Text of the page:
Common sense would suggest that Novak Djokovic is on the verge of winning his fifth Australian Open title and eighth overall Grand Slam trophy. After all, on paper he looks to have the advantage over two-time Grand Slam champ Andy Murray.
Firstly, Djokovic has won the Aussie a time or two, while Murray was turned back in three previous Australian Open final attempts. Secondly, Djokovic leads Murray 15-8 in their career meetings and won all four matches they played last season. Then there’s the fact that Djokovic is the No. 1 player in the world and Murray weighs in at No. 6, although he’ll move to No. 4 for making the final and No. 3 if he takes the win.
Sometimes, however, what’s on paper has little to no meaning. So it’s important to evaluate both guys in the here-and-now.
Djokovic Lowdown: There’s no denying that Djokovic possesses the No. 1 ranking and that always is an undeniable advantage. That said, he came to Australia off of a lackluster quarterfinal loss at the Qatar Exxonmobil Open, although in his defense he was getting over a bout with the flu. Truth be told, Djoker was lucky not to be tested at the Australian until he met up with defending champion Stan Wawrinka in the semifinals. Suffice it to say, Djokovic appeared uncomfortable in the semis, never getting his sea legs steady. Along with Stan these two big boys put up an astonishing 118 unforced errors. What was rubbing Djokovic the wrong way to make him off-kilter isn’t known – he isn’t saying. Maybe it’s just his infant son, Stefan, didn’t sleep the night through to give Daddy his rest. Against a looking good and fit Murray, Novak will need more.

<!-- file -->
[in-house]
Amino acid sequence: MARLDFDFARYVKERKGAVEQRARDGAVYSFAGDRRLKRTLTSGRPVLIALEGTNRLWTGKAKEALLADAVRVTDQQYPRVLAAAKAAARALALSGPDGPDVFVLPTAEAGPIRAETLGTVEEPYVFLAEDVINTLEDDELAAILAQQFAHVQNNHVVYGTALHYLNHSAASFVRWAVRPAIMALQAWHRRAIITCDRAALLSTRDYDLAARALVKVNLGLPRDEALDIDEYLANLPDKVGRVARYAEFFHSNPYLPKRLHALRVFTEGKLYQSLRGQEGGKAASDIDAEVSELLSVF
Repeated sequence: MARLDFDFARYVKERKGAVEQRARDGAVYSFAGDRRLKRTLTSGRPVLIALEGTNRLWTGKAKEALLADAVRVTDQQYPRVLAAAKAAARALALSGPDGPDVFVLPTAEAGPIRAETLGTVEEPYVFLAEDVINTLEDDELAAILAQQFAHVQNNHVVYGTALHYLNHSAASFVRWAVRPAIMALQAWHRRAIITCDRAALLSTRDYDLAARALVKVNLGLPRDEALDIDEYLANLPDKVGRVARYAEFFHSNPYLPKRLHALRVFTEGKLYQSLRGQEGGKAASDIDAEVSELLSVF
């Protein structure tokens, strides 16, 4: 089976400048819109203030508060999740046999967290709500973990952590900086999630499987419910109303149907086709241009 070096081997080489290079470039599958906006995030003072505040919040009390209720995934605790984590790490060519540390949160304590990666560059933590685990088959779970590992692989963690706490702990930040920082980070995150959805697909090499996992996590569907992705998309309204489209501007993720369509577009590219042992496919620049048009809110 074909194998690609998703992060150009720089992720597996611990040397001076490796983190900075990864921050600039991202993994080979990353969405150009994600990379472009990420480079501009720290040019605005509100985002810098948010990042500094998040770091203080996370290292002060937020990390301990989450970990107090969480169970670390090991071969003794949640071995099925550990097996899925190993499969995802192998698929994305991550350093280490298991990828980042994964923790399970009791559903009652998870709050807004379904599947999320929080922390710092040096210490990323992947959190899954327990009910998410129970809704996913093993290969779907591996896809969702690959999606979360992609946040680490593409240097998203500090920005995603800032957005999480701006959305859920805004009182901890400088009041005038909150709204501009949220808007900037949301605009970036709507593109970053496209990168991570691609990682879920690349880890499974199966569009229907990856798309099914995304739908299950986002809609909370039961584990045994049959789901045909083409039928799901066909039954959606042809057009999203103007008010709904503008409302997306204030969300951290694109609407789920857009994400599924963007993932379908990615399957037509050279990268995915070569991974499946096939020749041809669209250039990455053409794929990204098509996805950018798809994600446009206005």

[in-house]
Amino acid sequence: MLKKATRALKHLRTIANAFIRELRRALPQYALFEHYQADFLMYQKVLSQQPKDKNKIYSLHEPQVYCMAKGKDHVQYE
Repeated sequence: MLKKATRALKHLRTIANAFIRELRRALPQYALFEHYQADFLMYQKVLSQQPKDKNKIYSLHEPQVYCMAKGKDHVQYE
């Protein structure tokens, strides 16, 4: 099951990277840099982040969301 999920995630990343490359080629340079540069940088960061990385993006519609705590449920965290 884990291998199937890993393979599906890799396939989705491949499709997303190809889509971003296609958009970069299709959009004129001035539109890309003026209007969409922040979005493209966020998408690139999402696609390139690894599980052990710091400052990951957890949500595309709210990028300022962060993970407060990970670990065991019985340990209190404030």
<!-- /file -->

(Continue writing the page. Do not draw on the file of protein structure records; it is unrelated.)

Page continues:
Murray Lowdown: This guy is brimming with confidence and moving really well on the court. This is a distinct contrast to Murray’s appearance in Melbourne last season when he was only weeks out of back surgery. Andy is just oozing with positive vibes. He’s been tested during his run and kept to his game plan, looking stronger each match played. Worth noting that Murray’s last two wins over Djokovic also coincide with his first two Grand Slam titles, beating the Serbian in the 2012 U.S. Open and 2013 Wimbledon finals. His shotmaking is carefully selected – really like the flatter forehand he’s been hitting as an option – and he’s on form. It’s also hard not to applaud Andy’s public defense of coach Amelie Mauresmo after beating Tomas Berdych in the semifnals.
Bottom Line: These guys should provide a great final for the crowd. One factor in the decision making could be the weather. If it rains the closed roof should give a slight edge to Djokovic, while the outdoor elements could favor Murray. But in the big picture it feels like Andy Murray has the title to win on his racket – a win for not only the Scotsman, but for his bold and unwavering resolve that a good coach is a good coach regardless of their sex.